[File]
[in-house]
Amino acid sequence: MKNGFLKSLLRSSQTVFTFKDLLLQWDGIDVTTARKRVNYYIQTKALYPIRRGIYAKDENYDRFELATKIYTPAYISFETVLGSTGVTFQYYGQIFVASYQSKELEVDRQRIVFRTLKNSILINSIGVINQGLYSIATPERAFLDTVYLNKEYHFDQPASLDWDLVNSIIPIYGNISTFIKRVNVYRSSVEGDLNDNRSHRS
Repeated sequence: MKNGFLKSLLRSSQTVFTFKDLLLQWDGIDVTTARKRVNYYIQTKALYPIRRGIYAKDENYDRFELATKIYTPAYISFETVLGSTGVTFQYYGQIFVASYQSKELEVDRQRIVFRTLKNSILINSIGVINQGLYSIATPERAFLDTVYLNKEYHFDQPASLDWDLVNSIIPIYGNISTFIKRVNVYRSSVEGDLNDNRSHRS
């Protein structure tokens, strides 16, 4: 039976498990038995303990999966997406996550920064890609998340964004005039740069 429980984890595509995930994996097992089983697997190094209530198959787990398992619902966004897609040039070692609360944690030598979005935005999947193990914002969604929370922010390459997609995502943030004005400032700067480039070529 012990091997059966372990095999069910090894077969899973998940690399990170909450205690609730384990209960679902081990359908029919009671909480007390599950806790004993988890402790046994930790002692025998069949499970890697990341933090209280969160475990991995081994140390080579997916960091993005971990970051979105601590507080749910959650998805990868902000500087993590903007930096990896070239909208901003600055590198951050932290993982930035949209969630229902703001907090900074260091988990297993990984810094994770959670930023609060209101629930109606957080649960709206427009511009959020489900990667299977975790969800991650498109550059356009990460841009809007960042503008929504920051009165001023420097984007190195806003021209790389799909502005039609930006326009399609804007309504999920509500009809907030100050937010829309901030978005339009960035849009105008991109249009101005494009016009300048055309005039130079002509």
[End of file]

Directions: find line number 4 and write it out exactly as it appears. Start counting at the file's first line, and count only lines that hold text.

């Protein structure tokens, strides 16, 4: 039976498990038995303990999966997406996550920064890609998340964004005039740069 429980984890595509995930994996097992089983697997190094209530198959787990398992619902966004897609040039070692609360944690030598979005935005999947193990914002969604929370922010390459997609995502943030004005400032700067480039070529 012990091997059966372990095999069910090894077969899973998940690399990170909450205690609730384990209960679902081990359908029919009671909480007390599950806790004993988890402790046994930790002692025998069949499970890697990341933090209280969160475990991995081994140390080579997916960091993005971990970051979105601590507080749910959650998805990868902000500087993590903007930096990896070239909208901003600055590198951050932290993982930035949209969630229902703001907090900074260091988990297993990984810094994770959670930023609060209101629930109606957080649960709206427009511009959020489900990667299977975790969800991650498109550059356009990460841009809007960042503008929504920051009165001023420097984007190195806003021209790389799909502005039609930006326009399609804007309504999920509500009809907030100050937010829309901030978005339009960035849009105008991109249009101005494009016009300048055309005039130079002509």